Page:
Tag Archives: Andre McDonald

Quarterback Controversies? What Quarterback Controversies?

The 2012 edition of the tilt for Paul Bunyan’s Axe contains one exciting subplot after another. Can the Gophers bounce back from subpar performances against Iowa and Northwestern? Will the Badgers be able to maintain their momentum fresh off their most complete victory of the season? Is Coach Kill’s seizure issue becoming a distraction for the squad?

But all those issues are secondary to the indecision that has surrounded both programs at the most critical of positions: quarterback.

The Gophers have run out two different starters during the first six games of the season: Marqueis “Maybe I Should Be Playing WR” Gray and Max “Stop Comparing Me To Andy Dalton” Shortell. The Badgers have deployed the tandem of: Danny “Seriously, I Am Not Russell Wilson” O’Brien and Joel “Freshman This!” Stave.

Coach Kill has flip-flopped worse than Obama…I mean…Romney…I mean, blast, cannot make a political joke without alienating half the readers.

Most recently, the Gophers have seen both Gray and Shortell fail behind the helm. This has only fueled the speculation over who should start. And while starting Gray at wide receiver and letting Shortell grow into the QB position might be the best approach for the team’s success now and in the future, Gray produces just enough magic when behind the center to continue justify giving him another shot.

The game against Northwestern is a classic example. There were a half dozen plays where Gray used his athleticism to escape Wildcat pressure and make a positive play. Most times those plays were with his legs, but occasionally he would find an open receiver. Unfortunately, he does not do this consistently enough to solidify his claim to the starting role. Furthermore, putting Gray at wide receiver still ensures his athleticism is on the field while, at the same time, improving the Gophers at a position of need. Unfortunately, the Gophers seem reluctant to name Shortell the starter.

Interestingly enough, Coach Kill has had success with two starting QBs (see Chand Harnish and Jordan Lynch), but I am not sure that same strategy will work with Gray and Shortell. Further, if Gray has any hope of getting a real paycheck to play football…er….I mean….to play for real money….I mean…..to play on Sundays, he had better get used to the idea of catching the football. What better way than to start showcasing his talents now. Accept the Hines Ward conversion and hope you can even have half the career he did in the National Football League. Plus, making a decision will probably give Shortell a shot in the arm and we can find out what we have with him.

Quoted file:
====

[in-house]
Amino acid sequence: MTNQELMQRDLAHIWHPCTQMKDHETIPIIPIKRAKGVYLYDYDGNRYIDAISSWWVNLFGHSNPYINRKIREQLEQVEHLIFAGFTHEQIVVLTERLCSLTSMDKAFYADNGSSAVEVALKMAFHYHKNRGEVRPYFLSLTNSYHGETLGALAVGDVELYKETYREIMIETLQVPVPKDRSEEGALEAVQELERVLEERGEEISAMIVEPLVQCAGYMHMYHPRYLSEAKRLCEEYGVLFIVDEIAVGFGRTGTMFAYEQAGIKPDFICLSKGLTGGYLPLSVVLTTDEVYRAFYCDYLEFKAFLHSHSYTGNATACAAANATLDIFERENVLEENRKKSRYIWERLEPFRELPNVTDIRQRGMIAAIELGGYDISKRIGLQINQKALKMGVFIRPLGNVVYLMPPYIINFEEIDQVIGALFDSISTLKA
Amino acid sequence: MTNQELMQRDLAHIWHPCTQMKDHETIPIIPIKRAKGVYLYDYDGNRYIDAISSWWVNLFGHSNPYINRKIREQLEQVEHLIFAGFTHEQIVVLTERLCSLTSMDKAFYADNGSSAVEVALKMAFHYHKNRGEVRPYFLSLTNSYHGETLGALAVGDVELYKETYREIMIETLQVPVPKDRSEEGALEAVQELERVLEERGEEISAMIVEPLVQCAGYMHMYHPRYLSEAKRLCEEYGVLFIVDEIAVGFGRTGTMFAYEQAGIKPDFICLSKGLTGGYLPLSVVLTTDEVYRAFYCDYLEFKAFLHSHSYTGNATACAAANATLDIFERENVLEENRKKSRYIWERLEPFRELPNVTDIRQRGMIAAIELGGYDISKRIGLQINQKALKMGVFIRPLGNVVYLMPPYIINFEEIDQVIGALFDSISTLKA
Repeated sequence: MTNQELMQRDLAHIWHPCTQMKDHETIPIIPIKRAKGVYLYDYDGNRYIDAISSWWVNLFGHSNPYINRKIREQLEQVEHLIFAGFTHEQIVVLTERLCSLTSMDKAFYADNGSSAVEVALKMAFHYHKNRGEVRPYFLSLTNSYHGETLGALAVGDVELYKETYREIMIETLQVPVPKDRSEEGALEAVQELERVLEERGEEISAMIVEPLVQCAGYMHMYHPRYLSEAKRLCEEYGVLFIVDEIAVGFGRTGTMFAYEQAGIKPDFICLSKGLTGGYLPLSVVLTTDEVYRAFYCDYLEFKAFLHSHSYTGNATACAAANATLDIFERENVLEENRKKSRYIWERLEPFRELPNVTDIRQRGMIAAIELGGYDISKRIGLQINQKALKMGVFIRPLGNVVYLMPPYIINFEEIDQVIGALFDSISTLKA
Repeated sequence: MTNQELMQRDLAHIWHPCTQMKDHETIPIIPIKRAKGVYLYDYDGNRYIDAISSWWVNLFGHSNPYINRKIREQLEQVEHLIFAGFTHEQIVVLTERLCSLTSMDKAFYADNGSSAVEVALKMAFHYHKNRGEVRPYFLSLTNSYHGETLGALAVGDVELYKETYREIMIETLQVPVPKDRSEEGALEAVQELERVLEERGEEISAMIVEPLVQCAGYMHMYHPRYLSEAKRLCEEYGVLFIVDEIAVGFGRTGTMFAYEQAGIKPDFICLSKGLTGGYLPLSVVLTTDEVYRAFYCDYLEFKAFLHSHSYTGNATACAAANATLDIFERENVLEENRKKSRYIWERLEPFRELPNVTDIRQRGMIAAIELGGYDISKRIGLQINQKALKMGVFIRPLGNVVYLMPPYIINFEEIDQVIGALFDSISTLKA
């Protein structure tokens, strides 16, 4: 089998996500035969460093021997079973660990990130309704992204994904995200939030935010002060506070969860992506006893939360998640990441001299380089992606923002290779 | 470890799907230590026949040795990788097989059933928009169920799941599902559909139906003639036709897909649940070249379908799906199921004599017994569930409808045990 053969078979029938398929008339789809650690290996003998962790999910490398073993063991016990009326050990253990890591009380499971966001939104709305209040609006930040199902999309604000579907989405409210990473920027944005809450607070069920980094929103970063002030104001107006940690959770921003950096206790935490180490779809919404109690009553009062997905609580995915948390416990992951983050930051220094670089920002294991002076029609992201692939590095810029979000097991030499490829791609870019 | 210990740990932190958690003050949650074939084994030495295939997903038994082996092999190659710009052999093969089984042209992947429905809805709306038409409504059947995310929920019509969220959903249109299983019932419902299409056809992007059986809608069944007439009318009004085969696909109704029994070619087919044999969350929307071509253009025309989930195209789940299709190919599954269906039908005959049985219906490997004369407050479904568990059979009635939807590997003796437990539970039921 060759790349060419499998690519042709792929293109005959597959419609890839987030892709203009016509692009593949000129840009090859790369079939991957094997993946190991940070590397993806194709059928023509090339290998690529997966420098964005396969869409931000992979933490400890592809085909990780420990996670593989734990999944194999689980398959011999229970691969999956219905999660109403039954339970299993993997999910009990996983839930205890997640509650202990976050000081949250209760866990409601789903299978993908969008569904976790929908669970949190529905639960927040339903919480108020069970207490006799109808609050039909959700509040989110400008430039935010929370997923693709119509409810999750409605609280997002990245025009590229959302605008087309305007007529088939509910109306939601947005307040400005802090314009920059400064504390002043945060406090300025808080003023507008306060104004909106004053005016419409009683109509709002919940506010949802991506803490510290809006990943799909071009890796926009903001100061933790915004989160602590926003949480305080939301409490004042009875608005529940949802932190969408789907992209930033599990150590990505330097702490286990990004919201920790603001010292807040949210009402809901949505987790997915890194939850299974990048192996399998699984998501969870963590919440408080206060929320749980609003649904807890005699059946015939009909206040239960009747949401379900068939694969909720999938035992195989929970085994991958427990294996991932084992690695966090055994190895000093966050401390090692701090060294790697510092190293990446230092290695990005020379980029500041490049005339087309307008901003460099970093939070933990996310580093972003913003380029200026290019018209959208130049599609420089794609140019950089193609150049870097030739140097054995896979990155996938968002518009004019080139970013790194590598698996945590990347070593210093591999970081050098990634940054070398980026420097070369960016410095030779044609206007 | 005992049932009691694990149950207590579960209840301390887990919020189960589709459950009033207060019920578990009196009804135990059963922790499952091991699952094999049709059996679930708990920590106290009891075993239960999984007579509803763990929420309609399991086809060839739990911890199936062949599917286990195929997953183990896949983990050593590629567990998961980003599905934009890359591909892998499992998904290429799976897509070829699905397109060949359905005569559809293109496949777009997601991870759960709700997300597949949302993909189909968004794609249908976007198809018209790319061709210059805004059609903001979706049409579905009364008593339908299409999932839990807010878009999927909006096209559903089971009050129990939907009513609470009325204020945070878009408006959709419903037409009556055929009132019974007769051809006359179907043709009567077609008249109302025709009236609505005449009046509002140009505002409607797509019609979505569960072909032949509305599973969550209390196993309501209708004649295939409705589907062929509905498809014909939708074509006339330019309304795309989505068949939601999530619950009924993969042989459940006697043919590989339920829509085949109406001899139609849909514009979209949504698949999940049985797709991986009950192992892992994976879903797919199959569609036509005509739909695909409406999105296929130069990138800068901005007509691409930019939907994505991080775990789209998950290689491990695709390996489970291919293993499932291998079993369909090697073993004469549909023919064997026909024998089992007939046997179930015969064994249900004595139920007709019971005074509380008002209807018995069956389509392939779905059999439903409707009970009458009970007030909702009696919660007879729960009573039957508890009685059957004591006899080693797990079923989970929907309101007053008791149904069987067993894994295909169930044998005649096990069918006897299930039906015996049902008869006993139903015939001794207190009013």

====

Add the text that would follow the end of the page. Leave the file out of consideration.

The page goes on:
Now, the Badgers have dealt with their QB controversy a little more affirmatively (and it may be the reason they are printing these same t-shirts next year too).

O’Brien started the year. Struggled. Bielema went to freshman Joel Stave, despite little pressure to do so, and Stave has returned a mixed bag. What seemed like a desperation move has seemed to spark the offense to a certain extent. Stave’s numbers are not overly impressive, as he has completed a tick more than 58% of his passes (significantly less than Danny Boy). But he has had made more big plays, completing one pass for 50+ yard in 3 of his 4 starts (O’Brien only had 1 in his 3 starts). It is this type of stat that has many clamoring for Bielema to let Stave off the leash and let him sling it.

Tolzein was certainly not the flashiest of QBs, but he completed nearly 75% of his passes in 2010 and had only 6 INTs all season. Game. Manager.

But, this type of football is the norm for the Badgers. If any major football program is known for producing game mangers, it is Wisconsin. From Jim Sorgi to Scott Tolzein, the Badgers have consistently had guys that thrived at not making mistakes and systematically marching the squad down the field. The play-calling has limited Stave to the game manager mode. But, he has demonstrated (in limited opportunities) that he has the skill set to be something more. Once the play-calling expands, the offense could really take off.

All of that being said, it might be Bielema’s decision to make a decision and name Stave the starter that separates the Badgers from the Gophers (and maybe gives them an edge — which means more of these shirts too). The Gophers lack an identity because their coaches seem unwilling to pick a horse and go with it. Stave, for all his differences from the Wisconsin mold, is the starter. The team knows it. The fans know it. But, maybe most importantly, he knows it.